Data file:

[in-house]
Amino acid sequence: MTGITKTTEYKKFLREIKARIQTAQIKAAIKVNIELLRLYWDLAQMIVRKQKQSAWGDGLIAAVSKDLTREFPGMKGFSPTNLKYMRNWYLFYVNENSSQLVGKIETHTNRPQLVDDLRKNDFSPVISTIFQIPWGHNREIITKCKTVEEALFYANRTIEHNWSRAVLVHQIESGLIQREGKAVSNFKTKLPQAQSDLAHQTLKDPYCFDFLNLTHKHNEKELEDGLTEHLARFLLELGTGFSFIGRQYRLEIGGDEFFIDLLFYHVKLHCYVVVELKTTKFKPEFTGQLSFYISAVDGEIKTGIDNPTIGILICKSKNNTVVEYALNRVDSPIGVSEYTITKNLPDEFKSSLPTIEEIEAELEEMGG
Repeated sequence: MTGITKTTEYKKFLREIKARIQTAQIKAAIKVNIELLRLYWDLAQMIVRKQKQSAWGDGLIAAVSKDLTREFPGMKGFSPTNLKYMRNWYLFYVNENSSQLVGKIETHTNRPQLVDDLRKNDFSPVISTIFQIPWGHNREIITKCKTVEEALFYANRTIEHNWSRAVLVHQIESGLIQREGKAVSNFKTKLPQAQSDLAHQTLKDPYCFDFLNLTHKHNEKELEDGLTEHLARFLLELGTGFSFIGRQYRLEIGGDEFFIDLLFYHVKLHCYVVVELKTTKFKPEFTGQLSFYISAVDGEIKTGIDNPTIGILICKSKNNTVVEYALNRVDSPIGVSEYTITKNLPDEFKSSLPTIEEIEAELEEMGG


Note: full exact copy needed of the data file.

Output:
[in-house]
Amino acid sequence: MTGITKTTEYKKFLREIKARIQTAQIKAAIKVNIELLRLYWDLAQMIVRKQKQSAWGDGLIAAVSKDLTREFPGMKGFSPTNLKYMRNWYLFYVNENSSQLVGKIETHTNRPQLVDDLRKNDFSPVISTIFQIPWGHNREIITKCKTVEEALFYANRTIEHNWSRAVLVHQIESGLIQREGKAVSNFKTKLPQAQSDLAHQTLKDPYCFDFLNLTHKHNEKELEDGLTEHLARFLLELGTGFSFIGRQYRLEIGGDEFFIDLLFYHVKLHCYVVVELKTTKFKPEFTGQLSFYISAVDGEIKTGIDNPTIGILICKSKNNTVVEYALNRVDSPIGVSEYTITKNLPDEFKSSLPTIEEIEAELEEMGG
Repeated sequence: MTGITKTTEYKKFLREIKARIQTAQIKAAIKVNIELLRLYWDLAQMIVRKQKQSAWGDGLIAAVSKDLTREFPGMKGFSPTNLKYMRNWYLFYVNENSSQLVGKIETHTNRPQLVDDLRKNDFSPVISTIFQIPWGHNREIITKCKTVEEALFYANRTIEHNWSRAVLVHQIESGLIQREGKAVSNFKTKLPQAQSDLAHQTLKDPYCFDFLNLTHKHNEKELEDGLTEHLARFLLELGTGFSFIGRQYRLEIGGDEFFIDLLFYHVKLHCYVVVELKTTKFKPEFTGQLSFYISAVDGEIKTGIDNPTIGILICKSKNNTVVEYALNRVDSPIGVSEYTITKNLPDEFKSSLPTIEEIEAELEEMGG